I talked about this in the making math meaningful section but I feel that it has huge implications in the concept of homework as well. This article focuses on different structures of a classroom and how it is adapted to the common core. It talks about the assignments that are present within these classrooms. I feel that this would be a good use for homework instead of the basic math problems. Students can use the real world problem that they are trying to solve and use their time at home to do research and the work to bring back into the classroom. This would make the students homework meaingful and be able to relate the students problem to the content that they are working on.

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King rejects argument that Common Core standards are too difficult - Buffalo News

King rejects argument that Common Core standards are too difficult - Buffalo News | Math Coach | Scoop.it
King rejects argument that Common Core standards are too difficult Buffalo News Protesting teachers and parents make their views known about state's Common Core standards and testing as they picket outside WNED studios during forum featuring...
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How to Help Students Meet The Common Core Standards for Math #infographic

How to Help Students Meet The Common Core Standards for Math #infographic | Math Coach | Scoop.it

RT @mccoyderek: This Is How to Help Students Meet The Common Core Standards for Math http://t.co/aOKd01SlpD


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Who Says Math Has to Be Boring? | Editorial | NYTimes.com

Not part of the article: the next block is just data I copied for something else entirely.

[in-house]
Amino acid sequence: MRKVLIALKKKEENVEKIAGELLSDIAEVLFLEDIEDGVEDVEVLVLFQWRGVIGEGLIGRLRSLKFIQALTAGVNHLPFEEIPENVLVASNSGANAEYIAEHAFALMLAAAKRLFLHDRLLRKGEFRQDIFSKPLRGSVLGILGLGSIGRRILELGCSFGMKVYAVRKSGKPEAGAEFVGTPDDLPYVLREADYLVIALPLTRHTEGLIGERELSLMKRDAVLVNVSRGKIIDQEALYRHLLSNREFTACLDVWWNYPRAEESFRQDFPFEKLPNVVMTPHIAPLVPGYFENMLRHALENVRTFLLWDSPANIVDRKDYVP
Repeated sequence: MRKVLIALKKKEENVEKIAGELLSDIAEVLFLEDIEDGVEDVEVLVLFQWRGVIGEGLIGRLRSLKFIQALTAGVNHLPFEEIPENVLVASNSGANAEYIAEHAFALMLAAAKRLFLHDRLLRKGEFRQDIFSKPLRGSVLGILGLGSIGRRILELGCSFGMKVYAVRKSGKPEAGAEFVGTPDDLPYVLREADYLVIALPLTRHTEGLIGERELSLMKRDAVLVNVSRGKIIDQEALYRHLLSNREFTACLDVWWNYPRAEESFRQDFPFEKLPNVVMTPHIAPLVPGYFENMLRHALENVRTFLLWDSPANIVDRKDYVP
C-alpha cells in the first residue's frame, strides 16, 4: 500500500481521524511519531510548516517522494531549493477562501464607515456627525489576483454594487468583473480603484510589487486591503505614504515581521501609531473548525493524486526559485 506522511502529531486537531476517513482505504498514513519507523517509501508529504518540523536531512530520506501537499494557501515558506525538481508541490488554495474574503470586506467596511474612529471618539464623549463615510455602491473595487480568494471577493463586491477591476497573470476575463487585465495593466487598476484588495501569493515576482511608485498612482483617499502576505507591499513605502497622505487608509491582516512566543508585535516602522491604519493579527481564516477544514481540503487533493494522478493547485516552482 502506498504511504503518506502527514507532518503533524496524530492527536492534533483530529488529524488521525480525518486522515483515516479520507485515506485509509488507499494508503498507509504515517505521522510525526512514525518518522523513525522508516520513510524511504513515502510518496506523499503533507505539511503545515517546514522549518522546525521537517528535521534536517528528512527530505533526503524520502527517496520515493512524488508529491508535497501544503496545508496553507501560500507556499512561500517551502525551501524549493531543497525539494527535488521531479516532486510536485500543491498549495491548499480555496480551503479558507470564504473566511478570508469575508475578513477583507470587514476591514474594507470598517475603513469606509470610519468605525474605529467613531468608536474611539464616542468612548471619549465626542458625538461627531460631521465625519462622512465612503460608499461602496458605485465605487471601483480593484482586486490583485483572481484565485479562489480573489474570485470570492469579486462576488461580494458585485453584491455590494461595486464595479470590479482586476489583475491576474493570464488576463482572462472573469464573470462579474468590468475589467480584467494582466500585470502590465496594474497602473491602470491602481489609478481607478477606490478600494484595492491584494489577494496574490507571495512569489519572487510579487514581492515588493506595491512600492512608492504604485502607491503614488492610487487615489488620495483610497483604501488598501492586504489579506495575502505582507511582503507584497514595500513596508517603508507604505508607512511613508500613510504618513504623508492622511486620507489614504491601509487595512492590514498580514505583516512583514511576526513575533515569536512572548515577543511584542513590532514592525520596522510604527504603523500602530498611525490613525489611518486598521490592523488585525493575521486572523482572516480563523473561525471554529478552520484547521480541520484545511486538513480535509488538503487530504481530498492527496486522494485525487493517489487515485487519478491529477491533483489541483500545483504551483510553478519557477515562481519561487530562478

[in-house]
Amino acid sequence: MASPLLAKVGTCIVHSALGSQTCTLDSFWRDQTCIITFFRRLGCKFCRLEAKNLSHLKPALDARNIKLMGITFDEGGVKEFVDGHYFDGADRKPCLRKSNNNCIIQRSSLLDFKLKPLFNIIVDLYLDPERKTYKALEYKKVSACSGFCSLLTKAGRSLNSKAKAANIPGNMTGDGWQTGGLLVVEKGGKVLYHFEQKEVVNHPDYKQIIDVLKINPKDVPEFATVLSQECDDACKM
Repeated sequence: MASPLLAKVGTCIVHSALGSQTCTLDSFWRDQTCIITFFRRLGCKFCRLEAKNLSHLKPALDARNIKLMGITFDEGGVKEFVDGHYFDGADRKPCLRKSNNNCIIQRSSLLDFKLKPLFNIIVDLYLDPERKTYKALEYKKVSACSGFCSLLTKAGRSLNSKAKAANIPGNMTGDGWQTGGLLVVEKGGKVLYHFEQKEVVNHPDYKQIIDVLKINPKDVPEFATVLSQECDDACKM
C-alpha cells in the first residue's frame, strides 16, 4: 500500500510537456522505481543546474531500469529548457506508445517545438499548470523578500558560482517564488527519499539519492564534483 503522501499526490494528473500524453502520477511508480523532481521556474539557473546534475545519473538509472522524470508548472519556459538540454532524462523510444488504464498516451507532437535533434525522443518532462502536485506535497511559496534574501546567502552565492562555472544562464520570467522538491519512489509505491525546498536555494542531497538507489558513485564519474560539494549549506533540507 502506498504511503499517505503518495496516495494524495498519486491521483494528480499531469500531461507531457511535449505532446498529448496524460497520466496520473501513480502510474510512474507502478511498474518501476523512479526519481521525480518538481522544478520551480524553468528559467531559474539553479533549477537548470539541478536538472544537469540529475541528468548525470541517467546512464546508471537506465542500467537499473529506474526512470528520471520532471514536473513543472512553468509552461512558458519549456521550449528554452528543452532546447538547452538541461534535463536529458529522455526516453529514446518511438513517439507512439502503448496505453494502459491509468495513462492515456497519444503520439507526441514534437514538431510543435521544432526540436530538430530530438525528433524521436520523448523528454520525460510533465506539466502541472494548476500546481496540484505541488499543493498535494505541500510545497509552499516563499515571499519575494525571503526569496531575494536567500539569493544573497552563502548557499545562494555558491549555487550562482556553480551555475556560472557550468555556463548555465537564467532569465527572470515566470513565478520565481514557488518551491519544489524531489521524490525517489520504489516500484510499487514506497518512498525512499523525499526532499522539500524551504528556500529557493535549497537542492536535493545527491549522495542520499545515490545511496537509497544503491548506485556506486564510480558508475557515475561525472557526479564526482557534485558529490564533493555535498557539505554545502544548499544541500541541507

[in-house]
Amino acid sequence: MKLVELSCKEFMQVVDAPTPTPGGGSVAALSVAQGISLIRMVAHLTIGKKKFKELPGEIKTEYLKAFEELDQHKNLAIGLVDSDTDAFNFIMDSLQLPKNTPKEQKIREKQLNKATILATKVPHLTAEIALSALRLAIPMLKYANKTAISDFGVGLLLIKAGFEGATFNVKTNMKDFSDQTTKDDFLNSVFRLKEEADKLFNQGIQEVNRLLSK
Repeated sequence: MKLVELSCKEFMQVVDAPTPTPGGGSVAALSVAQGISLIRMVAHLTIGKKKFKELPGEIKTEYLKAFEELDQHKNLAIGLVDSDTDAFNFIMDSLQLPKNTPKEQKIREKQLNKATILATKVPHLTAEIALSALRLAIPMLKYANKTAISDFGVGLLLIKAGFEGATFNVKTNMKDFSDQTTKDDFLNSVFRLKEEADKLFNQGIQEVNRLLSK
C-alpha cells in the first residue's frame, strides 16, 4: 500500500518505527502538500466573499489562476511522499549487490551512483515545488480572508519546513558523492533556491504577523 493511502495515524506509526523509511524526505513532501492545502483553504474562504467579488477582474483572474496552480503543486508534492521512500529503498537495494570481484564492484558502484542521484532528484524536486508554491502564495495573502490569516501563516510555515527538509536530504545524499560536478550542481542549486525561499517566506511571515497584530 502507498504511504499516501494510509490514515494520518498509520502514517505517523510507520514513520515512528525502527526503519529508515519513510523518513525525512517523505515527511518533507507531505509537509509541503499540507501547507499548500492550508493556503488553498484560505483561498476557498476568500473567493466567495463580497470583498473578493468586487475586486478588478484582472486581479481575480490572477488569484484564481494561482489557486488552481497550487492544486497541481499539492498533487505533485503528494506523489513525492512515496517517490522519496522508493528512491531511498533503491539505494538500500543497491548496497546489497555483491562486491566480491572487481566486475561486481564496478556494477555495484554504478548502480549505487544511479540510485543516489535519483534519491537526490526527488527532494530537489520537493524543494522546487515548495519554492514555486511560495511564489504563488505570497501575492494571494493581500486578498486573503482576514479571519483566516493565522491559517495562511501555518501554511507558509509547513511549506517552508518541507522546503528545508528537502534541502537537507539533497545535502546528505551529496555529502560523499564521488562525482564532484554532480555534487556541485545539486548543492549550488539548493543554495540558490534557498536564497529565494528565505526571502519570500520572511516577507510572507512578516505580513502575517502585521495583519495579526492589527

Who Says Math Has to Be Boring? | Editorial | NYTimes.com | Math Coach | Scoop.it

American students are bored by math, science and engineering. They buy smartphones and tablets by the millions but don’t pursue the skills necessary to build them. Engineers and physicists are often portrayed as clueless geeks on television, and despite the high pay and the importance of such jobs to the country’s future, the vast majority of high school graduates don’t want to go after them.

 

Nearly 90 percent of high school graduates say they’re not interested in a career or a college major involving science, technology, engineering or math, known collectively as STEM, according to a survey of more than a million students who take the ACT test. The number of students who want to pursue engineering or computer science jobs is actually falling, precipitously, at just the moment when the need for those workers is soaring. (Within five years, there will be 2.4 million STEM job openings.)

 

One of the biggest reasons for that lack of interest is that students have been turned off to the subjects as they move from kindergarten to high school. Many are being taught by teachers who have no particular expertise in the subjects. They are following outdated curriculums and textbooks. They become convinced they’re “no good at math,” that math and science are only for nerds, and fall behind.